So when I got the Zappyrang, I excitedly went back to HQ to turn on that rooftop generator. And sure enough, the nearby platform came closer… and then moved away again. It went back and forth and even at its closest, I wasn’t sure it was quite close enough to jump to. I tried over and over and kept missing. Each attempt was separated by taking several seconds to climb back up to the rooftop (longer if I didn’t turn back in time and fell off the hill the building was on and had to get back up that first) and then waiting for the platform to come closer.

I didn’t even care about the damn currency - I could easily get more in less time. It was the principle. It was the fact that I’d gotten the Zappyrang and remembered to come back and find the generator. It was the fact that the setup implied that was supposed to be the hard part. I’d earned the reward, and collecting it was supposed to be easy.

But I never pulled it off. I eventually gave up and moved on. I still don’t know whether I was supposed to be able to make that jump or if there was something else I was supposed to do.

So to me, that moment failed in three ways, each of which increased my frustration.

First, by teasing a reward that was then withheld. As a Zappyrang tutorial, collecting the reward should have been dead simple: activating the generator should have moved the platform very close by and left it there so that it was easy to jump to.

Second, by being overly punishing. The platform could easily not have been positioned such that jumping for it meant going off a cliff if you missed and didn’t turn around in time. There was no reason for each attempt to take so long to get back to - this wasn’t part of some kind of endurance or mastery challenge.

Third, by providing unclear feedback. A ledge that you can almost jump to is actually the exact example I used to illustrate why challenge profiles should be clear - I had no way to tell whether I was supposed to be able to make the jump or not. It seemed unreasonably hard, but I saw no indication that there was anything else I was supposed to do to get onto that moving platform. If there was in fact another step, that should have been made clear; otherwise the jump should not have been borderline-impossible.

By itself, this was not enough to make me stop playing. But it absolutely decreased my confidence that I could trust the game’s designers to provide a quality experience. And when I ran into other issues later on, I considered whether they were worth dealing with and found that I was unwilling to give the game the benefit of the doubt. I put it down and haven’t looked back.


It’s not “difficulty”; it’s “focus”

Much of the confusion in the difficulty debate is because we often talk about difficulty when what we really care about is focus.

Take Pathologic 2. It’s a game about trying to survive and solve mysteries in a plague-ridden town. It’s got a strong narrative and prominent survival mechanics. The reviews I’ve seen lament how much the latter gets in the way of the former. From Brendan Caldwell’s review:

There are a bunch of meters: stamina, hunger, thirst, health, exhaustion, immunity. . . . On paper, you should be exploring the town, figuring things out, piecing this unearthly story together. But most of your time is spent trading bits of old brain and rusty scissors for a tin of food just to keep a meter down. It takes over everything, an unwelcome distraction from the intrigue of murder cases and bizarre architecture of the town’s stranger buildings.

After receiving a lot of feedback to this effect, developer Ice-Pick Lodge is adding a “difficulty slider”. Their announcement post is worth reading in its entirety, but the takeaway is “[W]e’d rather give people a tweaked experience than none at all.”

That’s great, and I applaud Ice-Pick for responding in this way. But I also find myself wondering - is this really about difficulty? Here’s another quote from Brendan Caldwell’s review:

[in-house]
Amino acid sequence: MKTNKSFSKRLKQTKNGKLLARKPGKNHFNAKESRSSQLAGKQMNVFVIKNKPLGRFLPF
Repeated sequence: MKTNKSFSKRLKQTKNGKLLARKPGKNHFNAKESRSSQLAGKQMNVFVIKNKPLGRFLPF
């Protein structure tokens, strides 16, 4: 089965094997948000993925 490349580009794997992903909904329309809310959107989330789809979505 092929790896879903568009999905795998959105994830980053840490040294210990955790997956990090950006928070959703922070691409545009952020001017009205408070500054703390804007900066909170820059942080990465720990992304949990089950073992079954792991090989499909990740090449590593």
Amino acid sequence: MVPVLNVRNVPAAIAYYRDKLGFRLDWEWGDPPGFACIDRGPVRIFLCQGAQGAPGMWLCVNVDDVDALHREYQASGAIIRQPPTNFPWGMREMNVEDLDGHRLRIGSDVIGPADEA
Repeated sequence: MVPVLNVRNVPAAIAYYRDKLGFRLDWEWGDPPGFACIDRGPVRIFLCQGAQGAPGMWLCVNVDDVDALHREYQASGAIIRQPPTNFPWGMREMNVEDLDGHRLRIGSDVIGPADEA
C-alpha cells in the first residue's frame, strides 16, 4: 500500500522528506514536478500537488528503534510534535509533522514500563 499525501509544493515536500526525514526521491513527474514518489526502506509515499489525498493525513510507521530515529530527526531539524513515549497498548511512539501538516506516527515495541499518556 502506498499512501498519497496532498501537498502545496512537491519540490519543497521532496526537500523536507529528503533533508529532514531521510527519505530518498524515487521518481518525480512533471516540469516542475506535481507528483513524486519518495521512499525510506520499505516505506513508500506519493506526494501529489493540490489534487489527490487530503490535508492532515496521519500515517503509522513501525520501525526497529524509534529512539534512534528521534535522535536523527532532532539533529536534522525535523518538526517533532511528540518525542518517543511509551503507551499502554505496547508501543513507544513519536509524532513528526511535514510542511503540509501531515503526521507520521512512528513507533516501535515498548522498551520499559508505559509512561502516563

If the intent here is to follow a Soulsian “hard is good” philosophy and apply it to the survival genre, this is misplaced. Souls games are about reaction, movement, and practice. You can’t practice finding a piece of bread. If the intent is only to keep the player feeling oppressed, strapped for time, exhausted, hungry and weary, well, that doesn’t mean I won’t also resent having to spend so much time doing the most boring species of meter-management in what could have been a captivating mystery.

Caldwell doesn’t mind that the game is hard or even that it’s dark - he minds that he has to devote so much time and attention to the least interesting parts of it. The bits that aren’t this game’s unique selling point, the bits that have been done many times in many games.

Ice-Pick haven’t said exactly what their new slider will do, but in practice for players like Caldwell it won’t really be a difficulty slider so much as a mechanical focus slider. Turning down a game’s ‘difficulty’ rarely means that characters now speak in Basic English and complex moral decisions get replaced with clear-cut black and white choices. What it does mean is that the survival mechanics (or in most games, combat systems) are less demanding and you can pay them less attention.

The difficulty debate (and certainly any response of the “you cheated not only the game, but yourself” variety) often misses that there are multiple different reasons to play most games. In addition to skill levels, physical capabilities, and amounts of free time, people differ in their interests. When someone is drawn to a game’s world, art, characters, story, etc., and finds that mechanical systems are getting in the way of what they came for, it’s natural to want to adjust the game’s focus to reduce those obstacles. Because of the misleading way these settings are often labeled, that means they are “playing on Easy.” But they aren’t here for the combat, or for the survival mechanics, or whatever. Mastering it is of no interest to them and is not worth their time. Like Peter Gibbons, it’s not that they’re lazy; it’s that they just don’t care about this particular source of difficulty. They’re trying to focus on what actually appeals to them and what actually creates value for them.


Arnold reminded me why I dislike punishment: I need novelty.

A bit ago I speculated on why different people feel differently about punishment in games, and I have a new theory thanks to Arnold’s levels in Bubsy: Paws on Fire!

The short version is that different people have different thresholds for maintaining interest in repetitive content. The long version follows.